"Practices that deploy the act of repeated failure subvert the demands of a culture driven by performance success and productive efficiency, not because they refuse to perform, rather because they prefer not to aspire towards completion--they just keep on performing. [...] Conceived as a model of 'preferring not to,' failure is liberated from its negative designation and allowed the opportunity of being 'preferred,' where it can be read even as a desirable condition. In Sisyphean terms, this might mean to imagine the event of the falling rock as being 'preferred' to the possibility of the task's completion, where an ecstatic Sisyphus can be imagined taking pleasure in rolling the rock down the hill, as one might take pleasure in the act of sledging. [...] Here, it becomes possible to recuperate Sisyphean activity as a model of resistant non-production or open-endedness, which is inhabited or played out at the threshold between investment and indifference, between insouciance and immersion. Rejecting completion in favour of a redeemed form of anti-climax or deferral, the endless 'fail and repeat' loop proposed within the myth of Sisyphus can be seen as a way to privilege the indeterminate or latent potential of being not-yet-there above the finality of closure. The rule or instruction can as easily become the rules of the game, a generative device for creating infinitely repeatable permutations and rehearsals within a given structure or self-imposed restriction, or the impetus through which to test or push the limits of a given situation in order that the rules might become malleable or redefined."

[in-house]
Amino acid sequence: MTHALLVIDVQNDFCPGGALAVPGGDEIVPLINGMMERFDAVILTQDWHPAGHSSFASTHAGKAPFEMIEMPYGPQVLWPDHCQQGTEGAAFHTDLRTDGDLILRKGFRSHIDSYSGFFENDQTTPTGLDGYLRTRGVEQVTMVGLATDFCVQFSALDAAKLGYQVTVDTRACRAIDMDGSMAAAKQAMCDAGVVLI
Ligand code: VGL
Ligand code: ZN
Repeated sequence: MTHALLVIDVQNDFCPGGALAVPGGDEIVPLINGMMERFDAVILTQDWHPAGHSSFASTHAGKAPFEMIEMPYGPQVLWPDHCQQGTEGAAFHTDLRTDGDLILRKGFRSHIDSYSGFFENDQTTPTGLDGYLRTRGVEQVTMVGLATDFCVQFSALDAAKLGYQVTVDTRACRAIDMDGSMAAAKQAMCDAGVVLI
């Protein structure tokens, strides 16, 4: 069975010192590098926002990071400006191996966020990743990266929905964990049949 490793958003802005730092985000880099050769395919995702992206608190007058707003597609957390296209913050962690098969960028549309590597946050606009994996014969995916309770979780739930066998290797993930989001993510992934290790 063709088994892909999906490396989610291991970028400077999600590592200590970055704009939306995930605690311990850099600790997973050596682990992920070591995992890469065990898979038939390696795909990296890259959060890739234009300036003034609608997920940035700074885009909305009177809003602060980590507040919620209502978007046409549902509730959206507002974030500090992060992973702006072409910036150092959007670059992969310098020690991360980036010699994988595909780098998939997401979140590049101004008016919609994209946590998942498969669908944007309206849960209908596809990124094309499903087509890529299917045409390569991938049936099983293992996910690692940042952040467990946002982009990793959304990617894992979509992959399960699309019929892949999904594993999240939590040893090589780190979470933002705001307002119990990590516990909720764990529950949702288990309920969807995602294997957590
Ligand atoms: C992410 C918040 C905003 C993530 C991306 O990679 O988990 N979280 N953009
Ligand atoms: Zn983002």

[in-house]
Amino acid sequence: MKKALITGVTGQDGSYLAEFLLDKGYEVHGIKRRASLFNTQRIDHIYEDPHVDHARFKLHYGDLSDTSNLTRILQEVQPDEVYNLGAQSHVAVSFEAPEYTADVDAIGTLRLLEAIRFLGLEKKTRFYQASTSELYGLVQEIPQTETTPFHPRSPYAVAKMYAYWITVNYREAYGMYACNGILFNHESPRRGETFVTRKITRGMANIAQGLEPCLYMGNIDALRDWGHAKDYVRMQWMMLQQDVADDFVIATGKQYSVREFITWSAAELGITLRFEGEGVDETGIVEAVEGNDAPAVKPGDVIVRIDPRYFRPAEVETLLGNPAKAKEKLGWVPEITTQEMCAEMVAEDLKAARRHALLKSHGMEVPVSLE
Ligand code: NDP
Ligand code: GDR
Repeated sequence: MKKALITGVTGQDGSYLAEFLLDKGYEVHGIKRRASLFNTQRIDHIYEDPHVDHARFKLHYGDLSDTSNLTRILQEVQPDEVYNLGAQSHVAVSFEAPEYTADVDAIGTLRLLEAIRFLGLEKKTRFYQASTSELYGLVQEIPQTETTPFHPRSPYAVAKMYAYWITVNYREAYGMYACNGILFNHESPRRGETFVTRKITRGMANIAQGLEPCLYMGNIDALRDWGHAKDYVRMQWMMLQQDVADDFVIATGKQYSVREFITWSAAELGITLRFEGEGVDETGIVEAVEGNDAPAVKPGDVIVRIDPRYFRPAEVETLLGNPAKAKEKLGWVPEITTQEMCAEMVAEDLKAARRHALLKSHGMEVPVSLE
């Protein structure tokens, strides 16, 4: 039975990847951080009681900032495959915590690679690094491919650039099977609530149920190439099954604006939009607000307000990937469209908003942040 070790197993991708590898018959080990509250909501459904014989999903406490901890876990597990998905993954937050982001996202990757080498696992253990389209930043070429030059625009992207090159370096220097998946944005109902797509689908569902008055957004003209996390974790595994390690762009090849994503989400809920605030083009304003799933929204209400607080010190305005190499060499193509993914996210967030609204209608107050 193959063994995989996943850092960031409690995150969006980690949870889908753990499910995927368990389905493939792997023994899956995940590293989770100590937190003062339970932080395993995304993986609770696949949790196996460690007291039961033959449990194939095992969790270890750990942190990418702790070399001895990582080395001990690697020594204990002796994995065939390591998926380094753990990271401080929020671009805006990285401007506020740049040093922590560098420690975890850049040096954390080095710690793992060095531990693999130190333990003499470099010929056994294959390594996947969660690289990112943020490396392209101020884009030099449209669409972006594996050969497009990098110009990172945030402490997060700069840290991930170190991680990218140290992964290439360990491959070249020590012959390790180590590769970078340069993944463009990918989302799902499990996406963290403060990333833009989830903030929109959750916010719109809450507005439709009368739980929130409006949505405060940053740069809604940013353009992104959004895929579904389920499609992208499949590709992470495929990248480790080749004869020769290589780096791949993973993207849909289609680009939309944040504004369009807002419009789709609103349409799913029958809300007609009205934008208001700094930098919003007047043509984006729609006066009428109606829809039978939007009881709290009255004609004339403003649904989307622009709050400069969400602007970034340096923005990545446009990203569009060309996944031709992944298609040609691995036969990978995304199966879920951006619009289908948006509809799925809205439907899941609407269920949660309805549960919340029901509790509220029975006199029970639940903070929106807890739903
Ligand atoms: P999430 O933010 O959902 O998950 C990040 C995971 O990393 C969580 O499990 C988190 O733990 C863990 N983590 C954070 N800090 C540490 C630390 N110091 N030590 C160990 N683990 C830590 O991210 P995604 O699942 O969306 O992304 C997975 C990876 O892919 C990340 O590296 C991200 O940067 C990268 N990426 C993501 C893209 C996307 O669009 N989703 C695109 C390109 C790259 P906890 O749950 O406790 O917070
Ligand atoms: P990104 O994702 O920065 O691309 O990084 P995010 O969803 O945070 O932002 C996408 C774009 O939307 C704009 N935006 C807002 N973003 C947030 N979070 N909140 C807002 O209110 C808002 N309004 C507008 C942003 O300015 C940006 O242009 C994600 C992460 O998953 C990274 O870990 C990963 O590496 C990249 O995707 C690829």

--Emma Cocker, "Over and Over, Again and Again," in Contemporary Art and Classical Myth, ed. Isabelle Loring Wallace and Jennie Hirsch (Aldershot: Ashgate Publishing Company, 2011), 285-286.
"[T]he concept of failure as something that defines your whole identity is a new thing. In terms of language, it doesn't exist at all before the Civil War: you will not find a sentence like 'I feel like a failure' in American writing before 1860. [...] [F]rom 1820 through the Civil War, or thereabouts, failure was used to describe people who met economic catastrophe, but the construction was, 'I made a failure,' rather than, 'I am a failure.' It was an event that could be discrete, without touching upon one's moral and existential being."
--Scott A. Sandage, Sina Najafi and David Serlin, "The Invention of Failure: An Interview with Scott A. Sandage," Cabinet, no. 7, (Summer 2002)